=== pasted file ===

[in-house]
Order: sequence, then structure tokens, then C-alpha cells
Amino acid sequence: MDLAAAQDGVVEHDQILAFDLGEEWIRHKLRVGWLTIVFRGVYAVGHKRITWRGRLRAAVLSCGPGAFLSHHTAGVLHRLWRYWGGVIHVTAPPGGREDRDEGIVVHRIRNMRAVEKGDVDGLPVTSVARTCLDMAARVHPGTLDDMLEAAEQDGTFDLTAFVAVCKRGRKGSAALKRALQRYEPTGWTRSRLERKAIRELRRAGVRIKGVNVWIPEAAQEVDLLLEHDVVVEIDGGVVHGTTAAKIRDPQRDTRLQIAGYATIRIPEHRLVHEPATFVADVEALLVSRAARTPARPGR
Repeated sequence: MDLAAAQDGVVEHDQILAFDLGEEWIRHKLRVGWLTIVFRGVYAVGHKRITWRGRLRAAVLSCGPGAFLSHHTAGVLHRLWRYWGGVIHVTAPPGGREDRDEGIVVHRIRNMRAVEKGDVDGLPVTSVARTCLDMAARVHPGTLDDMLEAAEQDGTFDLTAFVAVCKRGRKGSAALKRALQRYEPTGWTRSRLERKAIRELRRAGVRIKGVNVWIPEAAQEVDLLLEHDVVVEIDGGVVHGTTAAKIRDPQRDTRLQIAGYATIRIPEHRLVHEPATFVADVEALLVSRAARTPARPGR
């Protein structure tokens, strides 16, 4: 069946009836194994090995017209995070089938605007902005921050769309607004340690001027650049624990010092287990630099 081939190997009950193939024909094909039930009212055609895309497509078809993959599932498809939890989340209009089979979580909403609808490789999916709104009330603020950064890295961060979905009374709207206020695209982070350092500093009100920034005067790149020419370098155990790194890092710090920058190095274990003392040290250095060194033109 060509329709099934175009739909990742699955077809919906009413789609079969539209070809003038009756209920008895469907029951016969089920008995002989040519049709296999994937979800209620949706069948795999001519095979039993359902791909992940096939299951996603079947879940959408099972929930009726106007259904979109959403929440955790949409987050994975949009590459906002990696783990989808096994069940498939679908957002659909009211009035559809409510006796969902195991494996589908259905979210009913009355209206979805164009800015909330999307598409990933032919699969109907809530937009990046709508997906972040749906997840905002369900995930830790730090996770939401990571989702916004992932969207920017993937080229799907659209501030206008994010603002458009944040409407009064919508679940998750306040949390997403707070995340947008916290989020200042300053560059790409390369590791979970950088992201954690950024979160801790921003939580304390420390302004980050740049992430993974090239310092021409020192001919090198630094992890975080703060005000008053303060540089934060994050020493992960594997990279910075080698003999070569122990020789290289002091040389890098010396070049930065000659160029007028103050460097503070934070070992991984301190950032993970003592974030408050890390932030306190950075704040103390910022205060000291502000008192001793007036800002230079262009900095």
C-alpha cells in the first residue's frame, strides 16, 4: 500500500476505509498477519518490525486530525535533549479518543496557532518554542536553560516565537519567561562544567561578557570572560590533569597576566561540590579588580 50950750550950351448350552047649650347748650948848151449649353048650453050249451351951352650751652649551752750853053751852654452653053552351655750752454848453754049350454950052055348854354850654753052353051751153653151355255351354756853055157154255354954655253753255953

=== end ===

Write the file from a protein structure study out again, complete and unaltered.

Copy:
[in-house]
Order: sequence, then structure tokens, then C-alpha cells
Amino acid sequence: MDLAAAQDGVVEHDQILAFDLGEEWIRHKLRVGWLTIVFRGVYAVGHKRITWRGRLRAAVLSCGPGAFLSHHTAGVLHRLWRYWGGVIHVTAPPGGREDRDEGIVVHRIRNMRAVEKGDVDGLPVTSVARTCLDMAARVHPGTLDDMLEAAEQDGTFDLTAFVAVCKRGRKGSAALKRALQRYEPTGWTRSRLERKAIRELRRAGVRIKGVNVWIPEAAQEVDLLLEHDVVVEIDGGVVHGTTAAKIRDPQRDTRLQIAGYATIRIPEHRLVHEPATFVADVEALLVSRAARTPARPGR
Repeated sequence: MDLAAAQDGVVEHDQILAFDLGEEWIRHKLRVGWLTIVFRGVYAVGHKRITWRGRLRAAVLSCGPGAFLSHHTAGVLHRLWRYWGGVIHVTAPPGGREDRDEGIVVHRIRNMRAVEKGDVDGLPVTSVARTCLDMAARVHPGTLDDMLEAAEQDGTFDLTAFVAVCKRGRKGSAALKRALQRYEPTGWTRSRLERKAIRELRRAGVRIKGVNVWIPEAAQEVDLLLEHDVVVEIDGGVVHGTTAAKIRDPQRDTRLQIAGYATIRIPEHRLVHEPATFVADVEALLVSRAARTPARPGR
């Protein structure tokens, strides 16, 4: 069946009836194994090995017209995070089938605007902005921050769309607004340690001027650049624990010092287990630099 081939190997009950193939024909094909039930009212055609895309497509078809993959599932498809939890989340209009089979979580909403609808490789999916709104009330603020950064890295961060979905009374709207206020695209982070350092500093009100920034005067790149020419370098155990790194890092710090920058190095274990003392040290250095060194033109 060509329709099934175009739909990742699955077809919906009413789609079969539209070809003038009756209920008895469907029951016969089920008995002989040519049709296999994937979800209620949706069948795999001519095979039993359902791909992940096939299951996603079947879940959408099972929930009726106007259904979109959403929440955790949409987050994975949009590459906002990696783990989808096994069940498939679908957002659909009211009035559809409510006796969902195991494996589908259905979210009913009355209206979805164009800015909330999307598409990933032919699969109907809530937009990046709508997906972040749906997840905002369900995930830790730090996770939401990571989702916004992932969207920017993937080229799907659209501030206008994010603002458009944040409407009064919508679940998750306040949390997403707070995340947008916290989020200042300053560059790409390369590791979970950088992201954690950024979160801790921003939580304390420390302004980050740049992430993974090239310092021409020192001919090198630094992890975080703060005000008053303060540089934060994050020493992960594997990279910075080698003999070569122990020789290289002091040389890098010396070049930065000659160029007028103050460097503070934070070992991984301190950032993970003592974030408050890390932030306190950075704040103390910022205060000291502000008192001793007036800002230079262009900095």
C-alpha cells in the first residue's frame, strides 16, 4: 500500500476505509498477519518490525486530525535533549479518543496557532518554542536553560516565537519567561562544567561578557570572560590533569597576566561540590579588580 50950750550950351448350552047649650347748650948848151449649353048650453050249451351951352650751652649551752750853053751852654452653053552351655750752454848453754049350454950052055348854354850654753052353051751153653151355255351354756853055157154255354954655253753255953